The following few
comments are from Mariana.
The song I liked
the most from Bosnia was "Sva bol
svijeta." It was one of my favourites from
that year and had a message (as did the Croatian
song that year: "Don't Ever Cry").
This, along with the music, made the song stand
out from the others for me. It's a good song and
I think definitely deserved a top 5 position. I'm
not surprised that Bosnia sent in a great song
that year under the circumstances as it was an
extreme situation and Eurovision a link to the
outside world then. And it stands the test of
time as I still like it now.
As for the song
for this year "Starac i more" I'm not
overly impressed. It has grown on me and I think
it's not too bad but it does sound old-fashioned
to me. I was expecting something more modern or
dynamic from Bosnia this year when I heard some
of the people who were entering in the
selections. But it is an OK ballad and I
therefore hope it does OK on the night. I haven't
seen the performance and don't know if this would
add to the song or not.
comments: I've liked all the Croatian entries
thus far (1993-98). My favourites are "Neka
mi ne svane" and "Sveta ljubavi."
Danijela's performance '98 was a knockout on the
night - very confident with a strong voice. This
is my favourite ESC ballad. Likewise I really
loved "Sveta ljubavi." A very polished,
proffessional performance and a fantastic song. I
liked the slight Celtic influence on the music.
The following few
opinions are from regular posters are Chris
Melville's EuroNet Messageboard:
Best entry of Bosnia-Herzegovina. Added was the
tension of the War, when it wasn't clear they
were even going to make it to Millstreet and if
the jury would get through. Except for maybe too
much lailalalala's, it's a good song with a
wonderful beginning and a good political message.
I was very hopeful for Bosnia as an ESC country,
but they have never fulfilled that hope
Entry-wise until now (1999?)
love it! Sva bol svijeta is a totally fab song
that haunts me every so
often ! :) When it happens, I have to watch the
preview video time and
time again... I don't know exactly why, but I
love it and in my opinion, it was the best song
of the whole 1993 and is even in my top ten of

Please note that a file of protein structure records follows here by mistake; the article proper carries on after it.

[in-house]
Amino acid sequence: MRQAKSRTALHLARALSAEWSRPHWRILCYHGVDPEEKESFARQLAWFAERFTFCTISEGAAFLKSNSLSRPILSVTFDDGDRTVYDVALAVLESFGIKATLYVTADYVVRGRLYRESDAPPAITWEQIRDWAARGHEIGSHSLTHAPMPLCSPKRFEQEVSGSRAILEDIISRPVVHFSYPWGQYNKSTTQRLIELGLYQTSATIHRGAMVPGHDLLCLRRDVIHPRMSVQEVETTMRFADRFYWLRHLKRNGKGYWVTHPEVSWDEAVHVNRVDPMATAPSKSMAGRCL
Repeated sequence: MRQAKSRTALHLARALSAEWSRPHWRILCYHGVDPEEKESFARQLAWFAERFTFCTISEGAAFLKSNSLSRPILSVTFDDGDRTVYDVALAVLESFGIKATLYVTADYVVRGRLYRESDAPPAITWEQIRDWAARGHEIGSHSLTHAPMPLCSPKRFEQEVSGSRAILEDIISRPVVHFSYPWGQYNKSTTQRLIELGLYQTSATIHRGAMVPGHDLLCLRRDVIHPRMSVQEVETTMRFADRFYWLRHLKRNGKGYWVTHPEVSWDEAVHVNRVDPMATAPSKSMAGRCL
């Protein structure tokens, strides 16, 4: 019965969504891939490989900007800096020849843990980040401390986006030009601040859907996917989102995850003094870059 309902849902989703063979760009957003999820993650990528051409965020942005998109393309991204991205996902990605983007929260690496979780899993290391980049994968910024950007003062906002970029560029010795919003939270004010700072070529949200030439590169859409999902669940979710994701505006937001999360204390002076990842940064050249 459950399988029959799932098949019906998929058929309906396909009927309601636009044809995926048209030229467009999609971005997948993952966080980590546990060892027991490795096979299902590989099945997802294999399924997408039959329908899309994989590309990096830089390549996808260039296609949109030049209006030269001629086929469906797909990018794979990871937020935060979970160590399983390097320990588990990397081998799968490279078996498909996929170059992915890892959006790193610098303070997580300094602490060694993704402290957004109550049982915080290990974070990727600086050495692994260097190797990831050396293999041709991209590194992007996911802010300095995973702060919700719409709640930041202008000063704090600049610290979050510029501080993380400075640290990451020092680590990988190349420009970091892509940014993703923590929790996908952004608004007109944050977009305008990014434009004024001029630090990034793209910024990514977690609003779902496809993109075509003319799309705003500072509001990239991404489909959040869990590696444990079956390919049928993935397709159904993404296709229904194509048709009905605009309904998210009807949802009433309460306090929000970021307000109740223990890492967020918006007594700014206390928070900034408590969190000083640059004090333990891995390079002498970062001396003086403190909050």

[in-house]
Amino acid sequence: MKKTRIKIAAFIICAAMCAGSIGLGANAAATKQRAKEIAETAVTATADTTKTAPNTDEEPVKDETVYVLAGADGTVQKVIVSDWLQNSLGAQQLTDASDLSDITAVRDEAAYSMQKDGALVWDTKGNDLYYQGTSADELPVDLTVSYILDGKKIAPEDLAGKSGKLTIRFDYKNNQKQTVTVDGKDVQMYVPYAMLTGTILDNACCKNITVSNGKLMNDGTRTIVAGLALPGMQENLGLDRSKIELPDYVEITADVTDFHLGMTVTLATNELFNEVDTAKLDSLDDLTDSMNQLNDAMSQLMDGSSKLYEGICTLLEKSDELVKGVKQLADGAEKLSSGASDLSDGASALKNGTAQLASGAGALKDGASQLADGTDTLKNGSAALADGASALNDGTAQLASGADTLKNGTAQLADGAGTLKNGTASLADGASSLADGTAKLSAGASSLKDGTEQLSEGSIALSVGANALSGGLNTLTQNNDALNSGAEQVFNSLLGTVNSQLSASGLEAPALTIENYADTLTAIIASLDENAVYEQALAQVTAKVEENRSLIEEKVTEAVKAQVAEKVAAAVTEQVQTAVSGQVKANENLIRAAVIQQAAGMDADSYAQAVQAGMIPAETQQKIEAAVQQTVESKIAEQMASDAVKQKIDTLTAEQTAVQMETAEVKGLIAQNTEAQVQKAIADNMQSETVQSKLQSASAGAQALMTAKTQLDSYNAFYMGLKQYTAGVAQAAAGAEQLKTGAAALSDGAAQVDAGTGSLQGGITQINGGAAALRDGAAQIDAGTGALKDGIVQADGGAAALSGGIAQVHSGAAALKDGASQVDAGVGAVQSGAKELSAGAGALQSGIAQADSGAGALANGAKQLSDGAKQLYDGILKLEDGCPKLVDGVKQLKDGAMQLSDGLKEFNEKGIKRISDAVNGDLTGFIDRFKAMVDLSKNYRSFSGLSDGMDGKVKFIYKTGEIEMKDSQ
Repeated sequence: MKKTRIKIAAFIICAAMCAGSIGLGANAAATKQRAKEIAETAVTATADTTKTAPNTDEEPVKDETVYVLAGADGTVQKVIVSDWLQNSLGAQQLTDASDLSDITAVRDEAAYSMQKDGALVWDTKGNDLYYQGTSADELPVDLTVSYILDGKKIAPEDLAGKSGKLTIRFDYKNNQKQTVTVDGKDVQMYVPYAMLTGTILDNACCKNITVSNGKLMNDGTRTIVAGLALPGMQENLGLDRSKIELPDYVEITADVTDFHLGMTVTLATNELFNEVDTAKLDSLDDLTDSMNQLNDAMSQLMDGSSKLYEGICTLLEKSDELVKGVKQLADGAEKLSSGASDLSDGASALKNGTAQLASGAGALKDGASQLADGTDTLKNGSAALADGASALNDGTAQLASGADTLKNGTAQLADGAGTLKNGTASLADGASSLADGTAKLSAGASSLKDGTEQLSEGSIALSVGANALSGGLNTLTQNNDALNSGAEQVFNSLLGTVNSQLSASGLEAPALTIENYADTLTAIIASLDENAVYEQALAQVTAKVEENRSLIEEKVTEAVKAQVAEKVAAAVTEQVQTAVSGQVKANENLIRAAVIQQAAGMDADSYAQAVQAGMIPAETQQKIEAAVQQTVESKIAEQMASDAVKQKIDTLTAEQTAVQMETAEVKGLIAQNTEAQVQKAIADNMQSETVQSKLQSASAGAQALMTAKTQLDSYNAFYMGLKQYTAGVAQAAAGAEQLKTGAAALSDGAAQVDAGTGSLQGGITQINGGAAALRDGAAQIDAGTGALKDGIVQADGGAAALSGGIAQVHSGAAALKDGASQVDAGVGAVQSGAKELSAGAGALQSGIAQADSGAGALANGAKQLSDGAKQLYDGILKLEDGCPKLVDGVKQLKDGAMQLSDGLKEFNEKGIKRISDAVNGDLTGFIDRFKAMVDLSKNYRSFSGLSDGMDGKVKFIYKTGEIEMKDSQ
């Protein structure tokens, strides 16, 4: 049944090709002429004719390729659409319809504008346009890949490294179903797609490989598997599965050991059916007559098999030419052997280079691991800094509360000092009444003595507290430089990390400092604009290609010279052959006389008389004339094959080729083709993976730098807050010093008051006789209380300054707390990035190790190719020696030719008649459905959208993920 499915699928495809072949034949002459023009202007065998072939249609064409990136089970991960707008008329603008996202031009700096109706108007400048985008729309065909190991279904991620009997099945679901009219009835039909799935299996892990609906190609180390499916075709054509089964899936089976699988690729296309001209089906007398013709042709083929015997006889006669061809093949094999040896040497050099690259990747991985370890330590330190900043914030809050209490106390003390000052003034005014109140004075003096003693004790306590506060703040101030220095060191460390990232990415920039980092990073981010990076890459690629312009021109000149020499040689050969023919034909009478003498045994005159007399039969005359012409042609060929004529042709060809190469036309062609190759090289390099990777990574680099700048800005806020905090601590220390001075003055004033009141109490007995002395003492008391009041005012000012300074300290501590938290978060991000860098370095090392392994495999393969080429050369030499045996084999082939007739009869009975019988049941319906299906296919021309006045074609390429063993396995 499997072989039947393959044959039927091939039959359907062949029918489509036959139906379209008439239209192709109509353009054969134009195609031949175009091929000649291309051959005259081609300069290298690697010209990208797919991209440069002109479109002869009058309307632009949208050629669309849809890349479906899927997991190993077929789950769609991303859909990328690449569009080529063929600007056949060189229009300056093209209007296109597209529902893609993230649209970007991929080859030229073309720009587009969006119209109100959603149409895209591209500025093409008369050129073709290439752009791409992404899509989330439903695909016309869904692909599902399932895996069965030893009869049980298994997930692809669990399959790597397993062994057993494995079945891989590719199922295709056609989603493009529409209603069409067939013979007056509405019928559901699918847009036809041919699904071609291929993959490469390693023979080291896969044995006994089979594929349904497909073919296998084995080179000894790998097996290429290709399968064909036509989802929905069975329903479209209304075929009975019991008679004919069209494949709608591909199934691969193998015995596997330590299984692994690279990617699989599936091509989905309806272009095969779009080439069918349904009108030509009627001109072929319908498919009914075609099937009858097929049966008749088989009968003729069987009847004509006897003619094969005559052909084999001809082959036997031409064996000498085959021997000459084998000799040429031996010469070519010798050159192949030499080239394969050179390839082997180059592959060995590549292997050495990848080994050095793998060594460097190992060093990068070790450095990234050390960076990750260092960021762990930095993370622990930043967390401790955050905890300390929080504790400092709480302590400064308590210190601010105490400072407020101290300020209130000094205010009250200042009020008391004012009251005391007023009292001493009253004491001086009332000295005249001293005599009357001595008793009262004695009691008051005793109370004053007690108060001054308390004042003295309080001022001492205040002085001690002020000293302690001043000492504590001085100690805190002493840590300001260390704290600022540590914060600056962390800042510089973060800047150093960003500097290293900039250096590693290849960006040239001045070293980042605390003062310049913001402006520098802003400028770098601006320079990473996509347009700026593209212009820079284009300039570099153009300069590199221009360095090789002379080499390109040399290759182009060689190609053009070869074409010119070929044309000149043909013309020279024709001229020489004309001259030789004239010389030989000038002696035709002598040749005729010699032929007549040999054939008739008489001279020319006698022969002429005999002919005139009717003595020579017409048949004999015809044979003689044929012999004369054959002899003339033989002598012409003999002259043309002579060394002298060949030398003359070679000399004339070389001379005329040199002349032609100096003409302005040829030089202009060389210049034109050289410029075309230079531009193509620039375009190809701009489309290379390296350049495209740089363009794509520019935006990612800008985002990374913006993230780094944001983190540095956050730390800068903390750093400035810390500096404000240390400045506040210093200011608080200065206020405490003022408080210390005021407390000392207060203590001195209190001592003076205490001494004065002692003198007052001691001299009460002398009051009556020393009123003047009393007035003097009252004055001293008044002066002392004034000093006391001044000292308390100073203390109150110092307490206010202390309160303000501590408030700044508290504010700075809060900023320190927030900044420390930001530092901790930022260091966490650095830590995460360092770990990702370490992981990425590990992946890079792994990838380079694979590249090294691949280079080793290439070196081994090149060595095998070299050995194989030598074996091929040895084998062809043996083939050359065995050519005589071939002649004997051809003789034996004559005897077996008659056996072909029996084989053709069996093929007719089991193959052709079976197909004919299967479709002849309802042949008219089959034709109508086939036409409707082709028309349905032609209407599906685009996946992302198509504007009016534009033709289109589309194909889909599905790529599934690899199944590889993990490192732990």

all time ESC favourites !
was by far the best Bosnian entry in the ESC
since "Gori vatra". I loved it, and it
should have been in the top 10. It outshines the
other Bosnian entries by far (well, 1994 was good
too) but many of the others (1996 especially)
were quite mediocre.
Huge thanks to Jan, Jari and Marina!
The following is a
review of the Bosnian national final 1999.
Cable TV company has very strict rules about
treating former Yugoslav republics in TV matters,
so they put on the same channel from 7 to 9 pm TV
Montenegro and from 9 to 11 BHT Sat. That means
that by 9 o'clock when I could begin watching it,
I already missed the first 5 songs. As far as I
can tell from the short 15 sec clips shown at the
1. song 1 was more like a folk song
2. song 2 sounded as a ballad
3. songs 3 and 4 were up-tempo.
4. As far as I could see in Seven Up only
one guy sang, the others were
mostly jumping and dancing.
5. Song 5 was a ballad by Drazen Zeric,
ex-singer of Crvena jabuka.
6. Song 6 was a pretty amateurish duet
(rewarded by 0 points).
7. Sasa Losic gathered together a few old
friends and formed a band
Sarajevo Old Stars. The song "Sampion"
was one of the better ones of the
evening - very much in the style of Plavi
8-12. Songs 8, 9, 10 and 12 were
slow ballads sung by female singers. By far the
classiest one was song 9 "Bog mi je
11. Vajta remained faithful to his clown
image but with a very poor song.
13. I was a bit dissapointed by Hari Mata
Hari. It sounds not so much as his previous work,
but frighteningly similar to Kemal Monteno's song
from the 70s (or early Zdravko Colic, if you
14. Amina didn't come to Sarajevo after
all, she was replaced by another black beauty
Beatrice in duet with Dino Merlin. This would be
something different and probably more attractive
in Jerusalem. The song starts with a long
orchestral intro in oriental style, develops into
a rap (by Dino) and ends in a catchy chorus (in
French by both singers).
15-17 were mostly forgettable.
all 6 previous Bosnian entries in combination of
and video. Even Fazla returned to Sarajevo after
Voting: 9 regional juries (Banja Luka,
Bihac, Bonn, Germany, Gorazde, Livno, Mostar,
Sarajevo, Tuzla, Zenica) voting in Eurovision
Scrutineer: Mirza Delibasic, as cool as
ever on the playground, chewing his gum all the
The winner: Hari Mata Hari got no top
mark, but was 5 times second (10 pts) with
Sarajevo being the only jury not to vote for him.